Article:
Rolling Stone - 3.5 stars out of 5 -- "The greater appeal of CHASING YESTERDAY is in the way Gallagher, 47, now does reflection, loss and persistent optimism, leavening his usual power chords and pub-choir-ready choruses with a dusky, psychedelic churn..."
NME (Magazine) - "'The Mexican' is terrific fun, featuring judicious amounts of cowbell, a riff so sleazy it'd make Josh Homme blush and a horn section under orders to make it sound as close to The Rolling Stones' 'Bitch' as is legally expedient."
Clash (magazine) - "The most impressive thing about CHASING YESTERDAY is the playfulness that's woven throughout it. It's there in the snippets of studio banter, the unexpected instrumentation, the massive choruses..."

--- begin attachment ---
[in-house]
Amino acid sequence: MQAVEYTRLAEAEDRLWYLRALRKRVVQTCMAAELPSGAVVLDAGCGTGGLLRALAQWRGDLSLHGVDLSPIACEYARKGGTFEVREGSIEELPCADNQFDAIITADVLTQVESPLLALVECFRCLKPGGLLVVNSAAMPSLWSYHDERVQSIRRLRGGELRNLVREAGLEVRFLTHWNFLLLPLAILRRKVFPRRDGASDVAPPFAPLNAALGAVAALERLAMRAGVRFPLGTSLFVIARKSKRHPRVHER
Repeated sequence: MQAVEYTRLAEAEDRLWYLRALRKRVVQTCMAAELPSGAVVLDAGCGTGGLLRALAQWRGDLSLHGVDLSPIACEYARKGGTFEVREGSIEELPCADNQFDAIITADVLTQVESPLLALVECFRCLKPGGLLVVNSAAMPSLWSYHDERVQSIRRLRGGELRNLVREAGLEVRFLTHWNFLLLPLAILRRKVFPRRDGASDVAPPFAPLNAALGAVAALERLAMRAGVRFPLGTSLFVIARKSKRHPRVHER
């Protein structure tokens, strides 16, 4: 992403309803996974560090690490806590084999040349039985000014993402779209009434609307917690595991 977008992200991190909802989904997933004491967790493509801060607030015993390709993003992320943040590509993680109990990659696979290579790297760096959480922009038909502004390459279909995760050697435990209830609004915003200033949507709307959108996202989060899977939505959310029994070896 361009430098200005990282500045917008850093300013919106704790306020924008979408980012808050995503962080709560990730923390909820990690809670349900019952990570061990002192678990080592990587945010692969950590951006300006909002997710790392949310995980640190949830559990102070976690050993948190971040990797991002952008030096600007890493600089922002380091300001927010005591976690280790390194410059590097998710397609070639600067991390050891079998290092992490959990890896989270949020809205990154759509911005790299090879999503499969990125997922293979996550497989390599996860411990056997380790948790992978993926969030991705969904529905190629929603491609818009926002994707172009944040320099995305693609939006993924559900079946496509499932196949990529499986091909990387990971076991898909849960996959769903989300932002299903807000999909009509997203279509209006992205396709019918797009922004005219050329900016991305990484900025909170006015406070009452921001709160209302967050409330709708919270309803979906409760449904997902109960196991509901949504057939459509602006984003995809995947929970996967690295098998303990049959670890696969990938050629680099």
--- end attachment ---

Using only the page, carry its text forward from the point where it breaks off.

Opening with a minor chord strummed on an acoustic guitar somewhere off in the distance, Noel Gallagher's second solo album, Chasing Yesterday, echoes Oasis' second album, (What's the Story) Morning Glory? -- a conscious move from a rocker who's never minded trading in memories of the past. He may be evoking his Brit-pop heyday -- "Lock All the Doors" surges with the cadences of "Morning Glory" even as it interpolates David Essex's "Rock On" -- but it amounts to no more than a wink because Gallagher knows he's two decades older and perhaps a little wiser as well. Certainly, Chasing Yesterday is the work of a musician very comfortable with his craft. Like the first album from High Flying Birds -- a largely anonymous group of pros who make no attempt to steal the spotlight from their leader -- it moves deliberately, never rushing and rarely rocking, preferring to find pleasure in majesty instead of hedonism. Where 2011's HFB kept things a shade too calm -- its reserve almost seemed like a rebuke to the messy id of Gallagher's brother -- Chasing Yesterday occasionally threatens to actually rock, delivering that signature wall of guitars on the aforementioned "Lock All the Doors," mustering up a bit of old-fashioned, cowbell-driven glam boogie on "The Mexican," and quickening the tempo on "You Know We Can't Go Back," a piece of incandescent pop that plays as a resigned companion to "Step Out." Better still, the self-styled epics -- which include the first single "In the Heat of the Moment" and closing "Ballad of the Mighty I," which features grace notes from a guesting Johnny Marr -- pulsate with quiet color, as does "Riverman," a signature piece of stately late-period Beatles pop that would've been drained to grey on HFB. Here, "Riverman" breathes and sighs, taking a moment to slide into a saxophone-accentuated guitar solo straight out of a pre-punk 1976, and this masterful flair is a testament to the control and focus Gallagher displays on Chasing Yesterday. He's not racing after the past, nor is he afraid to seem floridly fussy: he's reveling in his ascendency to the position of one of rock's wise old men. ~ Stephen Thomas Erlewine